Listen: Billy Pilgrim has become unstuck in time

Slaughterhouse-Five
Kurt Vonnegut

"When a Tralfamadorian sees a corpse, all he thinks is that the dead person is in bad condition in that particular moment, but that the same person is just fine in plenty of other moments. Now, when I myself hear that somebody is dead, I simply shrug and say waht the Tralfamadorians say about dead people which is 'So it goes'."
Slaughterhouse Five, Kurt Vonnegut
The fact is, I'm heartbroken. The copy I hold of Breakfast of Champions, handed to me when I was 14, bears the inscription of an ex-husband to his ex-wife (a woman who in turn would wreck havoc on my family).
I hate her for everything except for the fact that she turned me onto Kurt Vonnegut.

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Headgear for the next five years


princeton hard hat
Originally uploaded by maximolly.

Went to the Princeton open house for admitted students on Monday. There's an addition being built onto the school and so they gave out hard hats. I was delighted and could barely contain myself — I stopped talking to Stan Allen (the Dean, who owns a very nice bull terrier, as I would later learn) and Jesse Reiser (an architect who makes cool buildings) and took this self portrait to post on Flickr.

Princeton is great. We had an exhausting but wonderful visit. I'm thrilled about the possibilities for people to work with, faculty and students alike. I've also realized, yet again, that I may have the opportunity to build my own design practice that branch off what I did teaching at Ivrea. It's going to be an intense but headily terrific 5-6 years…

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Again. Pachuco. Pachuco. Pa-chu-co!

Driving around San Antonio last year, Enrique and I heard "Maldita Vecindad & Los Hijos Del Quinto Patio" in an NPR story on "rock en Español." This year, we bought the album in San Antonio and drove around, listening to it.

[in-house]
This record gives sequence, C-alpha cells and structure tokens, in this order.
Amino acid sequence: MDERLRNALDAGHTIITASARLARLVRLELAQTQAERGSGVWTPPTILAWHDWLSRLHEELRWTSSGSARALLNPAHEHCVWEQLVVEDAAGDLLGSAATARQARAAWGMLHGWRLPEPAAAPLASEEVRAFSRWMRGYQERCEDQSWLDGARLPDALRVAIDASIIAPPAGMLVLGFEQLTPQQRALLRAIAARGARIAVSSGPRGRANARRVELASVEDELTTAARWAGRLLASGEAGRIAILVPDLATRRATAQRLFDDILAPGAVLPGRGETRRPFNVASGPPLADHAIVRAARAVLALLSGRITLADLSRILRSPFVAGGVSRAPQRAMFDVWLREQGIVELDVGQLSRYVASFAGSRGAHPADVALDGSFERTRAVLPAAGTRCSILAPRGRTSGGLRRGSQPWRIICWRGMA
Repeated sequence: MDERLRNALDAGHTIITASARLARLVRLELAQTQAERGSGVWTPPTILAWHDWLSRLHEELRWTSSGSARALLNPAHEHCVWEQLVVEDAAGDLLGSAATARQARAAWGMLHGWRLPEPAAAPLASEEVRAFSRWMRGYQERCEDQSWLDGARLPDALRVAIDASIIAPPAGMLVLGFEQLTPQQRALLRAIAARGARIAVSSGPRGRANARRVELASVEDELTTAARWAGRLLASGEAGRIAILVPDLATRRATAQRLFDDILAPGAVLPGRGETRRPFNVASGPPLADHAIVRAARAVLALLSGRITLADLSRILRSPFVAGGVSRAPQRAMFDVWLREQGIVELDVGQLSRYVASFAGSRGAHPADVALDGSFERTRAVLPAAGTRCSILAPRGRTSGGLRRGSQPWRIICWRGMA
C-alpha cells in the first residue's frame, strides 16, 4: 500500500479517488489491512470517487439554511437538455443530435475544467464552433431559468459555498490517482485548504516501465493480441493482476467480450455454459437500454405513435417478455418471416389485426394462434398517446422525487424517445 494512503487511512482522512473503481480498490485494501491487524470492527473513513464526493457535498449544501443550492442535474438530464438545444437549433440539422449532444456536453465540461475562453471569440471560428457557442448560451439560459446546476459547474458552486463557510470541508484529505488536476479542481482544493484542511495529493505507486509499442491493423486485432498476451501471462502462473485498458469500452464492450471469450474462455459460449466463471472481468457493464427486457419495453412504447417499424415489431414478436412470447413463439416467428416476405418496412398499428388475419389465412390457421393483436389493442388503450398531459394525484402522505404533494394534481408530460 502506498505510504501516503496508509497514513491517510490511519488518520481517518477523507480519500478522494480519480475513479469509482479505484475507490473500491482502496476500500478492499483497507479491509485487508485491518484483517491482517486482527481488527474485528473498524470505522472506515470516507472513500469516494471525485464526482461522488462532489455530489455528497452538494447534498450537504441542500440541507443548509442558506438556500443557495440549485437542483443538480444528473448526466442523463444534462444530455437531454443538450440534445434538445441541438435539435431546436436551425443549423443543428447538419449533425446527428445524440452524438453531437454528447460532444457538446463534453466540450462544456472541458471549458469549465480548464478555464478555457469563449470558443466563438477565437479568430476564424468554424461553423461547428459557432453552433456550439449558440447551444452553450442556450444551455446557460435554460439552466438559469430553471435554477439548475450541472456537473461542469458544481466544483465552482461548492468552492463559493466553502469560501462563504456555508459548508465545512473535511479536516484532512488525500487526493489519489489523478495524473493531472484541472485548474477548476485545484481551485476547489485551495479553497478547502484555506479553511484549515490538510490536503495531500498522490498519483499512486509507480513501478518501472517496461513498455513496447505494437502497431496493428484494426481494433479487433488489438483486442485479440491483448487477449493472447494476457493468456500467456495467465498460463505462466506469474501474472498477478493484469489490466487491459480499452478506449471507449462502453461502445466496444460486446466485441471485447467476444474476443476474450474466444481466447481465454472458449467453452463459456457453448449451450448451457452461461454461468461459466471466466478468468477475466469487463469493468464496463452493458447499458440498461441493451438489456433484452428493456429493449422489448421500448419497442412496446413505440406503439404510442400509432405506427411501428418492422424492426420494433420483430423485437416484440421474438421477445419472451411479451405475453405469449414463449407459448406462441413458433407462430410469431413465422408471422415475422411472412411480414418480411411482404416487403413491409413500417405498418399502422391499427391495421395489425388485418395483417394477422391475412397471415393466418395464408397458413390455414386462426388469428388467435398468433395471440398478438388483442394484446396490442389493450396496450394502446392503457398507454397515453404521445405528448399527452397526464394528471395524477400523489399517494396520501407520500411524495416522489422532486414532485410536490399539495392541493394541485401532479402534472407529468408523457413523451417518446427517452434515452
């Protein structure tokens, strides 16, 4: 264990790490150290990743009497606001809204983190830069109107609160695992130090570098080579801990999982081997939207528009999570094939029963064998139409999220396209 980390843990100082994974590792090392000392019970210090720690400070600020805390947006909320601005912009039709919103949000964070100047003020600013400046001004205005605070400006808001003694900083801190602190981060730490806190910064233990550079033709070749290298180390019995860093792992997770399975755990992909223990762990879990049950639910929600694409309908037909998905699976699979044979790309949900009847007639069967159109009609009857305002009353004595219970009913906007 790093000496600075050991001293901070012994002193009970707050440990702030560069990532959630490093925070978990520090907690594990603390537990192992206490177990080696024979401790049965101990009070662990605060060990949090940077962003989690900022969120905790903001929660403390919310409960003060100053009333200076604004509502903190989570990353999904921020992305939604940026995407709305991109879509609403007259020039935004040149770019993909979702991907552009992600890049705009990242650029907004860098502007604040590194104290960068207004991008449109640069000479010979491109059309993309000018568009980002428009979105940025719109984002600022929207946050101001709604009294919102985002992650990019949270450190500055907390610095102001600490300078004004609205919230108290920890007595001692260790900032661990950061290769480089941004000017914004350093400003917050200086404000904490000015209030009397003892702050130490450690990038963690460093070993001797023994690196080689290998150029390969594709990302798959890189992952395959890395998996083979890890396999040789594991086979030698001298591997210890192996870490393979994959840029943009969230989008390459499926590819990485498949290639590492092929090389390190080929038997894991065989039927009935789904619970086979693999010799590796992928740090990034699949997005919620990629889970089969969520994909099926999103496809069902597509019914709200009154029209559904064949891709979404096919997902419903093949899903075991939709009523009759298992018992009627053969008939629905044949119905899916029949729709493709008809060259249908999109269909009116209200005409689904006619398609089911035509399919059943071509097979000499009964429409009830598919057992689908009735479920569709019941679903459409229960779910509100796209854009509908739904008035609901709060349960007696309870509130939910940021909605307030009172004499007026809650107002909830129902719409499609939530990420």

It's Mexican ska from the 80s. And it's really great.

Listen to it and dance manically. Maniacally.

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Pachuco!

Driving around San Antonio last year, Enrique and I heard "Maldita Vecindad & Los Hijos Del Quinto Patio" in an NPR story on "rock en Español." This year, we bought the album in San Antonio and drove around, listening to it.

It's Mexican ska from the 80s. And it's really great.

Listen to it and dance manically. Maniacally.

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Officially Princeton

It was not a foregone conclusion, despite the elation in this picture. But now, it is official.

I'm going to be attending Princeton's Architecture Ph.D. program in the fall. So is Enrique. This means the opportunity to work closely with M. Christine Boyer (who teaches a course on the history of cybernetics and was a mathematician at IBM way back when), Beatriz Colomina (who ties together architecture and media, something which interests me a great deal), Spyros Papapetros (a Germanist who translated Raum als Membran, a text I've been looking for for 15 years), Ed Eigen (cross-appointment with history of science), and Sarah Whiting (a heavy player in the current debates on theory and form).

I'm also delighted to be joining an outstanding student body–this is one of the key considerations. Two of the people from my master's program at Yale are there a class ahead of me, as are other graduates from several years ago. I had a chance to catch up on the work of two current students at the symposium we hosted last weekend (more on this soon) and was very impressed with the work.